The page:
A photograph taken yesterday shows former president Ma Ying-jeou (馬英九), Chinese Nationalist Party (KMT) Chairman Eric Chu (朱立倫), New Taipei City Mayor Hou You-yi (侯友宜) and Taiwan People’s Party Chairman Ko Wen-je (柯文哲) clasping hands outside the Ma Ying-jeou Foundation in Taipei. The picture was meant to be a show of unity.
The men had just emerged from a closed-door meeting to iron out the mechanism by which a joint ticket between Hou, the KMT’s presidential candidate, and Ko, the TPP’s candidate, in a “blue-white alliance” is to be decided. Ma was at the meeting as a witness.
Too much can be read into an image, but the optics do tell a tale.
Chu and Hou, to Ma’s right, are beaming. Their hands are upon each others, and then on Ma’s.
Ko is separated from them, to Ma’s left. His hand is not touching Chu’s or Hou’s, and it appears as if Ma is cajoling Ko to join the handshake.
Ko’s other hand is in a fist. He is barely smiling. If anything, he appears to have an expression of smug recognition that he got what he wanted.
After weeks of stalled talks and a string of stalemates, the two parties agreed on a public poll, with the results to be announced on Saturday.
Although the details are hazy, it seems that a Hou-led ticket is more likely — if the poll results are within the margin of error of other polling — but Ko won the argument on the survey’s format.
On the surface, Ko came out on top because he had little to lose. Hou and Chu might be satisfied when the result is announced, but the KMT’s image and status as the main opposition party, having once been the most powerful party in Taiwan, has been bruised further by this protracted process. It has highlighted intraparty tension and further jeopardized its unity.
The biggest winners were Ma and the Chinese Communist Party (CCP), as the agreement has boosted the chances that the Democratic Progressive Party’s candidate, Vice President William Lai (賴清德) — who the CCP calls a “Taiwan independence secessionist” — would be defeated.
Hou’s compromise on a poll to decide the ticket, which he and Chu had vehemently held out against, has Ma’s hand all over it. It was Ko who wanted him to attend after successive rounds of talks had come to nothing.
In pushing KMT-TPP unity, Ma has taken Ko’s side over Hou’s, and by so doing — whether intentionally or not — has created new cracks in the KMT.
It might have been better for the KMT’s integrity and future had it settled for losing the presidency, but improving its power in the legislature — which would have allowed it to maintain its autonomy and dignity.
The emphasis on the alliance and political power for its own sake, without focusing on its principles and policies, has caused tensions within the pan-blue camp, with People First Party Chairman James Soong (宋楚瑜) critical of the alliance for aligning with the TPP instead of approaching his own party.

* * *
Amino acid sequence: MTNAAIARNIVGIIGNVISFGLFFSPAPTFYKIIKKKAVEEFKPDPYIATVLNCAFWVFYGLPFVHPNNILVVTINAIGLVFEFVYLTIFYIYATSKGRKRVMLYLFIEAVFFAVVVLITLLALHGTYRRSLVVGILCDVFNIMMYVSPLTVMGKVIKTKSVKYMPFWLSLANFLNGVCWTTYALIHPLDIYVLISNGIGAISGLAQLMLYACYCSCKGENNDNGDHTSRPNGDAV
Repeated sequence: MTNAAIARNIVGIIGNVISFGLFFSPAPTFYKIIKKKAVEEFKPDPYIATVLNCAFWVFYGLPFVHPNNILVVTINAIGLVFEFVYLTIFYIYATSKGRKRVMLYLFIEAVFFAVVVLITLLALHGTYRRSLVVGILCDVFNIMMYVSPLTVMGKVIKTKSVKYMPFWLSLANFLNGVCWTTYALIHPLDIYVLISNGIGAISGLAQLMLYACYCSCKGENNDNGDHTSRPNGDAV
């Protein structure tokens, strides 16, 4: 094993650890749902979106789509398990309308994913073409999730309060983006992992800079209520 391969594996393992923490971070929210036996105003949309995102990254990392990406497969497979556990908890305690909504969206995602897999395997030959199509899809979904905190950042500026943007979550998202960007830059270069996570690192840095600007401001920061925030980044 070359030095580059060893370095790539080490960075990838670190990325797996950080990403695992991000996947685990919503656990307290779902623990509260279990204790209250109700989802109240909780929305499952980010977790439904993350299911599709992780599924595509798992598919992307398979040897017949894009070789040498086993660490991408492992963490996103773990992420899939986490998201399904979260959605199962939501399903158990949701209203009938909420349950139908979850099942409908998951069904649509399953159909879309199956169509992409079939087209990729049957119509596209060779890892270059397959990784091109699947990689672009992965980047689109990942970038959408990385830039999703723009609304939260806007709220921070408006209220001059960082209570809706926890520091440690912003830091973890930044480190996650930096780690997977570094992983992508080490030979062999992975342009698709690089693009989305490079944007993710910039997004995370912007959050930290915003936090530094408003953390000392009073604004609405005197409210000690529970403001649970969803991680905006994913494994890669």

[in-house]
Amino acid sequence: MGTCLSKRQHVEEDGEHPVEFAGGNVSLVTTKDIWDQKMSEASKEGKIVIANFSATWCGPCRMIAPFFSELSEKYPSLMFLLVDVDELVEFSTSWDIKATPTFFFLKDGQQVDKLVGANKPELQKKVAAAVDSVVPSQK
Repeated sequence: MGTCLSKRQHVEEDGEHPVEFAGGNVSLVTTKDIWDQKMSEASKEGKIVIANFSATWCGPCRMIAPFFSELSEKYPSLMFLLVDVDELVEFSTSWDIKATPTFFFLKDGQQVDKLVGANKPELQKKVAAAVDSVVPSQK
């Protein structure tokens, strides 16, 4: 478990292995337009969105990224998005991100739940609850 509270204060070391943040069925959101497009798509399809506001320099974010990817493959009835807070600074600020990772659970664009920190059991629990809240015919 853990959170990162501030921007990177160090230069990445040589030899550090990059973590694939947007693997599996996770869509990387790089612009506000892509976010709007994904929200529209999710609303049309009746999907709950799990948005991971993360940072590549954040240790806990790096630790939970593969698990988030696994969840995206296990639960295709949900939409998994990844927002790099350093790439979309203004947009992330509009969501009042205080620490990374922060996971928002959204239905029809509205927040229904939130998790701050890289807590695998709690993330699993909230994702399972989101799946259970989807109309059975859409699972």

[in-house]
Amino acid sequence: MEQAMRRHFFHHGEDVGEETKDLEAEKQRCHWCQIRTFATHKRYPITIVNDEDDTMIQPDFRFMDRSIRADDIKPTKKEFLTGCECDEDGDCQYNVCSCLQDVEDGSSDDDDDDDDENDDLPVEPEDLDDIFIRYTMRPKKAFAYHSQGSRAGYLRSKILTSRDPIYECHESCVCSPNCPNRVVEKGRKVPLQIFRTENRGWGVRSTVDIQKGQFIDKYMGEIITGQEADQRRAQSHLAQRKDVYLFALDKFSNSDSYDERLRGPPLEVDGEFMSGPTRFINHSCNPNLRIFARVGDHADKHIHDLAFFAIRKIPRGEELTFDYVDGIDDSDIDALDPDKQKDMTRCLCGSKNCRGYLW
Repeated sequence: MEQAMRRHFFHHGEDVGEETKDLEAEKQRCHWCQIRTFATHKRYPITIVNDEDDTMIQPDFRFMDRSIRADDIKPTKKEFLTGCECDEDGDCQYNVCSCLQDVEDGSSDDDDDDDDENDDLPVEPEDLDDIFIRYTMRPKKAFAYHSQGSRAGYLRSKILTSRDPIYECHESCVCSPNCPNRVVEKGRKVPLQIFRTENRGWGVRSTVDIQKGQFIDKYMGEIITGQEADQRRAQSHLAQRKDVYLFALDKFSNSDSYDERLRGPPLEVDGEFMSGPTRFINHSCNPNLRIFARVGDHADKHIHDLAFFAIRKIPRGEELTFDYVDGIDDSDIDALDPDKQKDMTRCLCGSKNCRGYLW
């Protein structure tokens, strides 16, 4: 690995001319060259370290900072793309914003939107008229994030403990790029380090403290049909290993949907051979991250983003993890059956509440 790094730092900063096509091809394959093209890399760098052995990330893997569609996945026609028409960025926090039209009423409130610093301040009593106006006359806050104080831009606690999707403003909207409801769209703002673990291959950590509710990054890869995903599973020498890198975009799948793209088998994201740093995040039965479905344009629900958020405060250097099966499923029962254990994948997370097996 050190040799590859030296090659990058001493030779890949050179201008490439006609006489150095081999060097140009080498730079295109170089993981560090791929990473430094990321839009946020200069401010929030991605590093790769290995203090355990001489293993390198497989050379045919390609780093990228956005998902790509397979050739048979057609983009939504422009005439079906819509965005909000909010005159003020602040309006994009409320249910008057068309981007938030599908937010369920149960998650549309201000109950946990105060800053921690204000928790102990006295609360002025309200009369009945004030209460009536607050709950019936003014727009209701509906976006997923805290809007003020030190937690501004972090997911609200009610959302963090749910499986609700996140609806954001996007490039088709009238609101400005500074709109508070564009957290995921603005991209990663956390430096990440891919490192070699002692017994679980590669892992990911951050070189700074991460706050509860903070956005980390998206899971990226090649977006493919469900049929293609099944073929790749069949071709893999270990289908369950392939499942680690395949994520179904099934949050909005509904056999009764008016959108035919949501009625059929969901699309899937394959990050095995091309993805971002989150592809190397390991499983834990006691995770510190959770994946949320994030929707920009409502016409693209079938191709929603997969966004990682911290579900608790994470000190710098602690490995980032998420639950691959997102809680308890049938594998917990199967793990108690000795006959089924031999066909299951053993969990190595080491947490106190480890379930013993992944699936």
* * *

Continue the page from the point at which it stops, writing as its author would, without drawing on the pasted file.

Soong directed most of his ire at Ma.
While the People First Party might be a spent force, the same might apply to the KMT if the election in January goes poorly for it.
The CCP would not care much either way about the KMT’s fate, as its primary concern is keeping Lai out of the Presidential Office.
The Chinese Nationalist Party (KMT) has a good reason to avoid a split vote against the Democratic Progressive Party (DPP) in next month’s presidential election. It has been here before and last time things did not go well. Taiwan had its second direct presidential election in 2000 and the nation’s first ever transition of political power, with the KMT in opposition for the first time. Former president Chen Shui-bian (陳水扁) was ushered in with less than 40 percent of the vote, only marginally ahead of James Soong (宋楚瑜), the candidate of the then-newly formed People First Party (PFP), who got almost 37
At their recent summit in San Francisco, US President Joe Biden and Chinese President Xi Jinping (習近平) made progress in a few key areas. Notably, they agreed to resume direct military-to-military communications — which China had suspended last year, following a visit by then-speaker of the US House of Representatives Nancy Pelosi to Taiwan — to reduce the chances of accidental conflict. However, neither leader was negotiating from a particularly strong position: As Biden struggles with low approval ratings, Xi is overseeing a rapidly weakening economy. The economic news out of China has been poor for some time. Growth is slowing;
Chinese Nationalist Party (KMT) presidential candidate and New Taipei City Mayor Hou You-yi (侯友宜) has called on his Democratic Progressive Party (DPP) counterpart, William Lai (賴清德), to abandon his party’s Taiwanese independence platform. Hou’s remarks follow an article published in the Nov. 30 issue of Foreign Affairs by three US-China relations academics: Bonnie Glaser, Jessica Chen Weiss and Thomas Christensen. They suggested that the US emphasize opposition to any unilateral changes in the “status quo” across the Taiwan Strait, and that if Lai wins the election, he should consider freezing the Taiwanese independence clause. The concept of de jure independence was first
Ratings agency Moody’s Investors Service on Tuesday last week cut its outlook for China’s credit rating to “negative” from “stable,” citing risks from a slowing economy, increasing local government debts and a continued slump in the Chinese property market. Wasting little time, the agency on Wednesday also downgraded its credit outlooks for Hong Kong and Macau to “negative” from “stable,” citing the territories’ tight political, institutional, economic and financial linkages with China. While Moody’s reaffirmed its “A1” sovereign rating for China, the outlook downgrade was its first for the country since 2017, reflecting the agency’s pessimistic view of China’s mounting debts